Iran–United Arab Emirates relations
United Arab Emirates
Relations between Iran and the United Arab Emirates are deeply historic and dates back to the centuries prior to the establishment of modern-day Emirates. UAE maintains close economic ties with Iran. The UAE also has a significant Iranian community that are mostly residing in Dubai emirate; there's also an Arabic-speaking native community living in southern provinces of Iran some of whom share historical ties with the southern shores of the Persian Gulf. However, in the last decades, there has been tensions over three islands in the Persian Gulf: Abu Musa, Greater Tunb, Lesser Tunb. Both the UAE and Iran have maintained that they are trying to find a solution to this issue according to the rules of international law as for the Iran's nuclear program. Both the UAE and Iran claim to adopt the principle of not interfering in the internal affairs of each other. The UAE has officially stated that it prefers not to interfere with Iran's nuclear program as long as Iran continues to reassure the international community that its nuclear program is for peaceful purposes. Both the UAE and Iran call for the removal from the Middle East of all weapons of mass destruction.
Outstanding conflicts are:
- UAE challenges Iran's sovereignty over two islands in the Persian Gulf while Iran considers them as its inseparable parts: Lesser Tunb (called Tunb-al-Sughra in Arabic and Tonb-e-Kuchak in Persian) and Greater Tunb (called Tunb-al-Kubra in Arabic and Tonb-e-Bozorg in Persian); The island's has been in Iran's control since 1971 following the departure of British forces from the Persian Gulf and few days before UAE's declaration of independence.
- UAE has disputed Iran's sovereignty over an island in the Persian Gulf that was agreed in 1971 MoA to be jointly administered with Iran for civil matters in the southern part of the Island (called Jazirat-Abu-Musa in Arabic and Jazireh-ye-Abu-Musa in Persian). The island has been under Iranian control until 1908 when Britain gained control of the island. In the late 1960s, Britain transferred administration of the island to the British-appointed Sharjah sheikhdom, one of the seven sheikdoms that would later form the UAE. On November 30, 1971 (two days before the official establishment of UAE), Iran and Sharjah signed a MoA to jointly administrate a part of the island based on a map annexed to the MoA, allowing Iran to station military forces and Sharjah sheikhdom to maintain a limited number of police forces in the island. However, Iran has taken steps to exert unilateral control since 1992, including access restrictions and a military build-up on the island, as well as expelling the foreign workers who operated the UAE-sponsored school, medical clinic, and power-generating station;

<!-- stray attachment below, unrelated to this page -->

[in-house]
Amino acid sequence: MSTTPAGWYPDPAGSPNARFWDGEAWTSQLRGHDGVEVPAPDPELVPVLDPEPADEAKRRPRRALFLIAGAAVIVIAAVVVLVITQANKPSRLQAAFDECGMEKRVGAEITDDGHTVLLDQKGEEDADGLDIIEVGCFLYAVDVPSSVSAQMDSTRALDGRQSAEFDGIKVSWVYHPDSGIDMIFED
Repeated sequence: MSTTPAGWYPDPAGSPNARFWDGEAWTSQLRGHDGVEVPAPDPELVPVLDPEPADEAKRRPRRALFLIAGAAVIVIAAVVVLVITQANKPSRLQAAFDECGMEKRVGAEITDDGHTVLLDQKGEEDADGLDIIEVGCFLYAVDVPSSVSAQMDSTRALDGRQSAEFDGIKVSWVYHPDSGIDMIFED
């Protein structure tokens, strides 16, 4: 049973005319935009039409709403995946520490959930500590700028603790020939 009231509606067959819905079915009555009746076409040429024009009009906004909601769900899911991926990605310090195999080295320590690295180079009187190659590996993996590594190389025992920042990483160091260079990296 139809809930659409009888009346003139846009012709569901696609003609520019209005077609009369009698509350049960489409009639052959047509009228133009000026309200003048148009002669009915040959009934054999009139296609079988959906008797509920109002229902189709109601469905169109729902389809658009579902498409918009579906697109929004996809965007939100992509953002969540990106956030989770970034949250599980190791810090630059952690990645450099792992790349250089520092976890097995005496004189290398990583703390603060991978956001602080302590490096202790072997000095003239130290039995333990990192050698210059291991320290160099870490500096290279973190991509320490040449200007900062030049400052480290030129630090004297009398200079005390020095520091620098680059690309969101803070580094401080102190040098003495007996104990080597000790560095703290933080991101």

- Iran has criticized the UAE for allowing France to develop its first permanent base in the Persian Gulf and generally considers the UAE's permission for stationing the western powers' military forces in the region as a threat to its national security.
On November 28, 2013, UAE Foreign Minister made a visit to Iran.
Iranian businesses have a major presence in the UAE. Around 8,000 Iranian traders and trading firms are registered in the UAE, according to the local Iranian Business Council. Ethnic Persians are estimated to account for roughly 10 percent of Dubai's population of 2 million. Trade between Dubai and Iran tripled to $12 billion from 2005 to 2009. UAE's exports to Iran are four times greater than its imports from Iran.
- United Arab Emirates - Foreign Relations
- "Abu Musa and The Tunbs: The Dispute That Won't Go Away, Part Two". July 28, 2001. Retrieved 2008-01-06.
- Pamuk, Humeyra (15 February 2012). "MIDEAST MONEY-Sanctions sap Dubai's role as Iran trade hub". Reuters.
- "Dubai Helps Iran Evade Sanctions as Smugglers Ignore U.S. Laws". Bloomberg. 25 January 2010.
History of the United Arab Emirates History of the United Arab Emirates